Wednesday, November 7, 2012

Brief Post-Election Thoughts

Running up to this presidential election, I was struck by how many people - including both Democrats and Republicans - were basically in agreement with this apocalyptic proposition: "If my candidate does not win, the world will come to an end."  Some put matters like this: "The other candidate hates America, and if he wins, everything we value will crash and burn.  Our whole way of life will be thrown under the bus."  Now that we know the winner, some on the losing side continue to say the same things.  I note, for example, the rhetoric of "the day America died."  And then there's this title of an American Spectator essay: "Doomed Beyond All Hope of Redemption."

Many Christians are among those joining this chorus of hopelessness, doom, and gloom.  It's almost as if we've been deluded into believing that a mere mortal who gets elected into a particular position of power is somehow a Savior (or the Antichrist).  I don't deny that there are critical issues at stake in our political life.  Nor do I want to suggest that as Christians we should not act on our deepest values in the public square.  And I'm not saying that it doesn't matter who gets elected President.  But some of the hand-wringing, doom-and-gloom rhetoric has, quite frankly, struck me as idolatrous.

I'm reminded that many Christians have lived and practiced the faith under far more dire conditions than anything a Republican or a Democratic Presidential administration can dish out.  Indeed, many of them were imprisoned, tortured, and died for the faith.  And that tragic scenario continues to unfold in many parts of the world today (see, for example, the website The Voice of the Martyrs).  Even if one grants the argument that some conservative Christians today are making - that we'll see in the near future persecution and imprisonment for Christians who dare to publicly speak in favor of traditional biblical values against the current of "progressive" change - I'm not comfortable equating that possible scenario with what confessors and martyrs have and are experiencing.

Election day fell this year on the Feast Day of William Temple, the 98th Archbishop of Canterbury.  While taking another look at his life and legacy, I came across the following quote from a sermon he delivered at the Lambeth Conference in 1930.  It strikes me as appropriate for American Christians who may be tempted to take a turn to henotheism in the midst of our deeply polarized politics:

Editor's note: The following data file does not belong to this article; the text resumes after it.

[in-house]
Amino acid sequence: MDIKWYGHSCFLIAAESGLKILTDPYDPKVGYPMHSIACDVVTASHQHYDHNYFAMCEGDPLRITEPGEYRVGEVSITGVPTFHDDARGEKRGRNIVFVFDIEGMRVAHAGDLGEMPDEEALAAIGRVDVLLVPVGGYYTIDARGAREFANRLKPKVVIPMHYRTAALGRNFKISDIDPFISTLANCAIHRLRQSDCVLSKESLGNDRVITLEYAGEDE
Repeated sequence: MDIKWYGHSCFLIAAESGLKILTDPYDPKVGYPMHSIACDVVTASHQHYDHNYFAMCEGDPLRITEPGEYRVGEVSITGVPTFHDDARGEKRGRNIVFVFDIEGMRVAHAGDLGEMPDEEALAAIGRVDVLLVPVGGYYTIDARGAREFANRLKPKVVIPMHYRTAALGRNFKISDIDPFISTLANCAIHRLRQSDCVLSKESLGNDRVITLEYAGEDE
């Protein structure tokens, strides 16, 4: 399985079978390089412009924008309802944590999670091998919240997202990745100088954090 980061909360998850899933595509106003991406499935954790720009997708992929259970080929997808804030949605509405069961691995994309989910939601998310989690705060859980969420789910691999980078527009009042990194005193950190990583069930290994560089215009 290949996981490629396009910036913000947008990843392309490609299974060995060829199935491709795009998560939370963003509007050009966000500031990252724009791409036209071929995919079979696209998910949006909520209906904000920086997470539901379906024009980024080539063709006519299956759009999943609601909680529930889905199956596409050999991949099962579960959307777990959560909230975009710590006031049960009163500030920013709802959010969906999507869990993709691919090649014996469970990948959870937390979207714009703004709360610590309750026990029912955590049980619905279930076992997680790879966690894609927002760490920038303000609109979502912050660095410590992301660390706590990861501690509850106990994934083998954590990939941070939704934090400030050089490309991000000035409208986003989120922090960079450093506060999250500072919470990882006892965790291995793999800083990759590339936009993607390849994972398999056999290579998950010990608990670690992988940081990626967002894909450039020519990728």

While we deliberate, he reigns; when we decide, he reigns; when we decide foolishly, he reigns; when we serve him in humble loyalty, he reigns; when we serve him self-assertively, he reigns; when we rebel and seek to withhold our service, he reigns - the Alpha and the Omega, which is, and which was, and which is to come, the Almighty.

Amen!

Please note: ad hominem slams against Republicans, Democrats, or anyone else will not be published!

3 comments:

Tregonsee said...

Two comments. First, because both sides make similar remarks does not mean that both sides are equally deluded. There is an underlying reality.

Second, as you mentioned, Jesus said he would be with us always, not that things would always be pleasant.

Bryan Owen said...

Good points on both counts, Tregonsee.

Anonymous said...

I personally wasn't looking for a president-savior, but rather someone competent and who isn't interested in fundamentally transforming the country, but rather just presiding over it.

Eight years ago, when I still was in the TEC, our parish priest seriously believed George Bush would institute some sort of right wing theocratic government if he could. The priest obviously was spending way too many hours listening to DemocracyNow and reading the Theocracywatch website. Such views are laughable now. I guess if you get all your news from Fox, Drudge, and talk radio, you can be equally prone to believing equivalent nonsense on the right.

I hope all the hand-wringing about Obama wishing to transform American society into some secular left wing idea of a government run utopia is as much nonsense as George Bush's would be theocracy, but my gut is telling me that this probability is far higher. I doubt Obama would be able to accomplish such a transformation, but he can do a lot of damage that could take several generations to undo. He may only have four more years to go, but his upcoming Supreme Court picks could have twenty.

Steve